By: Seth Johnson

ISBVI elementary math teacher Ali Ardaiolo has noticed an immediate difference in terms of student engagement since she first started using the newly installed Promethean board in her classroom.

“It’s been like night and day in here,” says Ardaiolo, who teaches third, fourth and fifth grade math at ISBVI. “The kids are so engaged in lessons now.”

Middle school math teacher Linda Baker is seen using her Promethean board. Linda appears to be speaking with a hand outstretched, as a geometry problem appears on the board’s digital display.In late October, Promethean boards were installed in 20 instructional classrooms at ISBVI, providing teachers with a new realm of possibilities when it comes to interactive instruction. Made possible through the work of the Indiana Blind Children’s Foundation (IBCF), this initial round of 20 Promethean boards was funded by 2022 Through the Looking Glass Gala attendees, Nina Mason Pulliam Trust, Arthur Dean Family Foundation and Frank Andrews. We at IBCF are now actively working to have 13 more Promethean boards integrated into the remaining instructional classrooms at ISBVI by the end of February 2023.

The acquisition of the Promethean boards is the next step of ensuring ISBVI students have access to the most modern technology at all times. This commitment was made by the foundation when the pandemic hit, and it will continue to be a strong focus of our fundraising in the future.

With an enlarged display, Ardaiolo has found it much easier to work through math problems as a class, especially thanks to the Promethean board’s zooming capabilities.

“For a math worksheet, I can share it on the screen from my computer and blow it up,” Ardaiolo says. “Then, I put it in the Whiteboard app, and I can write on it. When it’s on the screen and everyone can see, it’s amazing.”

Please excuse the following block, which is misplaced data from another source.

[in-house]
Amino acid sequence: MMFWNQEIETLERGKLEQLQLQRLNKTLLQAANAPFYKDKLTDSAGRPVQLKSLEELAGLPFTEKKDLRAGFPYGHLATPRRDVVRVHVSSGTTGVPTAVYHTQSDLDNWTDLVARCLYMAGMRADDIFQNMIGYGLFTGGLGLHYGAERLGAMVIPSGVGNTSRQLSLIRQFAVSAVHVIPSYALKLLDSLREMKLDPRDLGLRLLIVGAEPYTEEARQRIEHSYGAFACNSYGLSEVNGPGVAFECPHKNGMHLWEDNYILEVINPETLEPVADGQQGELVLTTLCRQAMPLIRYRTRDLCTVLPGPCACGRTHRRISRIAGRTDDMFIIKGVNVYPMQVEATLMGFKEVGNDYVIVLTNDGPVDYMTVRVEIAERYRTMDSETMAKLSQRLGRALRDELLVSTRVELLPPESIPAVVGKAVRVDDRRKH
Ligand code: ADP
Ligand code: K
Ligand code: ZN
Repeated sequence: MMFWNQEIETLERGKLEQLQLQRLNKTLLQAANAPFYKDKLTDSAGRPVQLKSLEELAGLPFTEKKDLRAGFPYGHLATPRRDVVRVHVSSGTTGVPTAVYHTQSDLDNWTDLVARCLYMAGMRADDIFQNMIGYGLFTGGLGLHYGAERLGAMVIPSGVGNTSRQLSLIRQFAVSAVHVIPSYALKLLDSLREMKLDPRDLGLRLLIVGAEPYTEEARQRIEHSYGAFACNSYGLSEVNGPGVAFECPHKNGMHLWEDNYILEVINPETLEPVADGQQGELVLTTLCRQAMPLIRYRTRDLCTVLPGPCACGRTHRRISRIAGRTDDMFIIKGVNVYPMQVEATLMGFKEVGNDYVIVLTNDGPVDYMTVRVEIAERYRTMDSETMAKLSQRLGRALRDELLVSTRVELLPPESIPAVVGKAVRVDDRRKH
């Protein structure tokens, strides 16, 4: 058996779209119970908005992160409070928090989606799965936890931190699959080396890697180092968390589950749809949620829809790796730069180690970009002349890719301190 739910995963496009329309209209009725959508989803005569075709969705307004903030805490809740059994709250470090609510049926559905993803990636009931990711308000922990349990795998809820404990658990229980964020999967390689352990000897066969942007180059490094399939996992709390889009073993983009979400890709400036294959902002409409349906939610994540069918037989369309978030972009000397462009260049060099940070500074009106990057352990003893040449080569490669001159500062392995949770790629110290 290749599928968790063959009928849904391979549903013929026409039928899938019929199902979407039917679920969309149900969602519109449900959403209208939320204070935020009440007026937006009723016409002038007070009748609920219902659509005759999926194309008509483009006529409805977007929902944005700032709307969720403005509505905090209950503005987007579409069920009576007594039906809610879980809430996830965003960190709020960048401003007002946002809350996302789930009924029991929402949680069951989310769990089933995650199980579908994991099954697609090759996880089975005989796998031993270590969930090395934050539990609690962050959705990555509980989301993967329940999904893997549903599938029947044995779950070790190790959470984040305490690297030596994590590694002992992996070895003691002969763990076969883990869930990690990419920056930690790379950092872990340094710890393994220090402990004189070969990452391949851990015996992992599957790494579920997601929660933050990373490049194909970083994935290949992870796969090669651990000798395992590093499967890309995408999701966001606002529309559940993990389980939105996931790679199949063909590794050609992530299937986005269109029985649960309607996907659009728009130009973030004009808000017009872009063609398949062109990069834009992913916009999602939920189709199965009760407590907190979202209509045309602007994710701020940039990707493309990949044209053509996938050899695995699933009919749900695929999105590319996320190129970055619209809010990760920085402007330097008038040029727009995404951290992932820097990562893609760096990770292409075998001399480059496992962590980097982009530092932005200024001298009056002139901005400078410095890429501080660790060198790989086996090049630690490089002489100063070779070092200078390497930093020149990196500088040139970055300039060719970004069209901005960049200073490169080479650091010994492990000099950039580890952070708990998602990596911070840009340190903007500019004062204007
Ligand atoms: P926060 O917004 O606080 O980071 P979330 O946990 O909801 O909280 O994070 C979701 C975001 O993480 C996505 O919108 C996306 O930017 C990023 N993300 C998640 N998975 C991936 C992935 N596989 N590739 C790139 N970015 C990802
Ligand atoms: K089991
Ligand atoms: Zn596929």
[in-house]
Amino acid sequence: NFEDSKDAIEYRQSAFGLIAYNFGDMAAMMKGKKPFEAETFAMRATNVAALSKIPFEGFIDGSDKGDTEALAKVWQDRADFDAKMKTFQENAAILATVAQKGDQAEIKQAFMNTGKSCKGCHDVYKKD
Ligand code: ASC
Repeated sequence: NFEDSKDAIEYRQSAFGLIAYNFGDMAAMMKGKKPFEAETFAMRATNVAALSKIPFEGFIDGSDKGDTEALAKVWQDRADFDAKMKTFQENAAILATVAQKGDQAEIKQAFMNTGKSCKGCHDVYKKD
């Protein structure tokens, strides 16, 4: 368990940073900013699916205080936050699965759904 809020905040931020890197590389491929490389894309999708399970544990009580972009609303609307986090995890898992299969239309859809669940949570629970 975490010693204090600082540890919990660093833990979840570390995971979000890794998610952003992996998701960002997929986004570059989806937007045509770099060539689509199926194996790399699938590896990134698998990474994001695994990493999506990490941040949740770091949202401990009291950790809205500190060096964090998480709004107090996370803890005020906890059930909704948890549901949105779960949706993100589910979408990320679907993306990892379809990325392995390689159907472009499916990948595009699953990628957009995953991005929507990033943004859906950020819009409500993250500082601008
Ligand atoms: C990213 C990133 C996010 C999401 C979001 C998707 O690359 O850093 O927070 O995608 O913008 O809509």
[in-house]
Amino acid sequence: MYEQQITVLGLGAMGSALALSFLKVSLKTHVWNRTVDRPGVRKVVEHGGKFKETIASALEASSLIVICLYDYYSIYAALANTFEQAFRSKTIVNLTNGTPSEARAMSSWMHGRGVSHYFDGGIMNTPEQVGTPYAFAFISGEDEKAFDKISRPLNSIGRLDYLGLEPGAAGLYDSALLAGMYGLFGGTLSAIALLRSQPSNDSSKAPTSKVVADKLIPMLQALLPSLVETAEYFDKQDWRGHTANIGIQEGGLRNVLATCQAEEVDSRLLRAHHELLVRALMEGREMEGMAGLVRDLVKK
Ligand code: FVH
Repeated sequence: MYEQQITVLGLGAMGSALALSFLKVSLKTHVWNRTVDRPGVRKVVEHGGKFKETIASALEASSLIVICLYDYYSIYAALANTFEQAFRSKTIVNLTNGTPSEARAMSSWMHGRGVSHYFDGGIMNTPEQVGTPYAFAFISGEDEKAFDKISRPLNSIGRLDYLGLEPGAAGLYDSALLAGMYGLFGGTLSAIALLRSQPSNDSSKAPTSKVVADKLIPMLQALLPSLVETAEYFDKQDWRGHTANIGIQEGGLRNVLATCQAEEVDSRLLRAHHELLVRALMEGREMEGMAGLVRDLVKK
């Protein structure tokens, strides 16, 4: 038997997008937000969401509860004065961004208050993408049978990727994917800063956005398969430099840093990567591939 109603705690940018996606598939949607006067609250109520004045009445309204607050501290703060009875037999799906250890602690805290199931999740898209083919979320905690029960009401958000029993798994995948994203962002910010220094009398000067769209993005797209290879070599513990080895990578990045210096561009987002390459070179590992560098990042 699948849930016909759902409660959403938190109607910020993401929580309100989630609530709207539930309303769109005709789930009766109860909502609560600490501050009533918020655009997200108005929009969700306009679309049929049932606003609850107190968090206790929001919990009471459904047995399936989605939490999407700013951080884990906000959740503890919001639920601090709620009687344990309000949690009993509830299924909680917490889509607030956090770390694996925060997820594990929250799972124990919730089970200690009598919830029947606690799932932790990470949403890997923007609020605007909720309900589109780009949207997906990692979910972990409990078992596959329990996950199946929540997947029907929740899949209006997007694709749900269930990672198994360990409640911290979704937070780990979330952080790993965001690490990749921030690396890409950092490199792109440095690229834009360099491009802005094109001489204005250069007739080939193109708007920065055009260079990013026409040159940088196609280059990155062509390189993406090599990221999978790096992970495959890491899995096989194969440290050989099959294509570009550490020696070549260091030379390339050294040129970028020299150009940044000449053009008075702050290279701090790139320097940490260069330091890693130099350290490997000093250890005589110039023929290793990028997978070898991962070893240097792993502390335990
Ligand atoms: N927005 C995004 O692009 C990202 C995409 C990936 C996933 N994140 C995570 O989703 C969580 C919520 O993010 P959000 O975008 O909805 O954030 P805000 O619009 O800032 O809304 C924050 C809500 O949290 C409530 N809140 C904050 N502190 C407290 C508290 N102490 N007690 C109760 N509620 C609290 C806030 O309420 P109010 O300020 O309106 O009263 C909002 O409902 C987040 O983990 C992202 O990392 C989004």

Like Ardaiolo, middle school math teacher Linda Baker has already gotten busy with integrating the new Promethean board into her classroom.

“I can put a PDF of a worksheet on here, and then I’m able to annotate it,” Baker says. “I can have the kids come up to the board, and we can do it all together.”

Baker has also found that her students enjoy when she displays visuals on the board, considering how large the screen is. At the beginning of each class, for example, she likes to display a math-related cartoon or meme for her students to enjoy before the day’s lesson.

“One of the nice things about the Promethean board is that it’s a living bulletin board, for lack of a better word,” says Baker, who adds she’ll sometimes even treat her students to a math-related music video on the Promethean board from time to time.

Since having her Promethean board installed, ISBVI art teacher Leslie Walsh has already started thinking through potential interactive opportunities she can provide her students with.

“In my head I’m thinking, ‘Maybe we could even contact an artist virtually, or see if there’s someone at a museum who we could talk to about something,’” Walsh says.

Additionally, Walsh has simply enjoyed having the capability to show her students enlarged examples of art.

“They’re able to see the examples that I have in a much larger way,” Walsh says. “They can go up really close to it, as opposed to my phone or my iPad, which have tiny screens.”

On Dec. 6, ISBVI teachers and staff will receive their first official Promethean board training, allowing them to get an even better grasp on the many ways this technology can be used in the classroom. Going forward, be sure to stay tuned to the IBCF newsletter and social media channels for future updates on how these Promethean boards are making an impact on the teachers, students and staff at ISBVI.



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